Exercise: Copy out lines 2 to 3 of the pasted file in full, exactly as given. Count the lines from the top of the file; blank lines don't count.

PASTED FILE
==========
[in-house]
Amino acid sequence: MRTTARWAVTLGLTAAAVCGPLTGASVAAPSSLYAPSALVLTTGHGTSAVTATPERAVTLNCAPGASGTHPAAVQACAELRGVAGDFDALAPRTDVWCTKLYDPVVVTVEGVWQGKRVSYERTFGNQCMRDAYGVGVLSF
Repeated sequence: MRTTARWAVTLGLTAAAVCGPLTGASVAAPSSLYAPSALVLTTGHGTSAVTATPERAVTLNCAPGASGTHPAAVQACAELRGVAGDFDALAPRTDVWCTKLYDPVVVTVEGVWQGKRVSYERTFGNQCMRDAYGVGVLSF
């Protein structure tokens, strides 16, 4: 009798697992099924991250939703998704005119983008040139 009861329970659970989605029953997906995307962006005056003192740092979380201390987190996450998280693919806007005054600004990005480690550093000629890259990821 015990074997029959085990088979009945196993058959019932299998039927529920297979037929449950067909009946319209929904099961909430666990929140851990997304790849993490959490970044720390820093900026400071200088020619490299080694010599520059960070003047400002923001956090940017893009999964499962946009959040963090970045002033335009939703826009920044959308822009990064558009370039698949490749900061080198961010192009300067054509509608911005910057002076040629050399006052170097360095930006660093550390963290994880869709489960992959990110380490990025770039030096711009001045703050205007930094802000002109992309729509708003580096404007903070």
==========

Amino acid sequence: MRTTARWAVTLGLTAAAVCGPLTGASVAAPSSLYAPSALVLTTGHGTSAVTATPERAVTLNCAPGASGTHPAAVQACAELRGVAGDFDALAPRTDVWCTKLYDPVVVTVEGVWQGKRVSYERTFGNQCMRDAYGVGVLSF
Repeated sequence: MRTTARWAVTLGLTAAAVCGPLTGASVAAPSSLYAPSALVLTTGHGTSAVTATPERAVTLNCAPGASGTHPAAVQACAELRGVAGDFDALAPRTDVWCTKLYDPVVVTVEGVWQGKRVSYERTFGNQCMRDAYGVGVLSF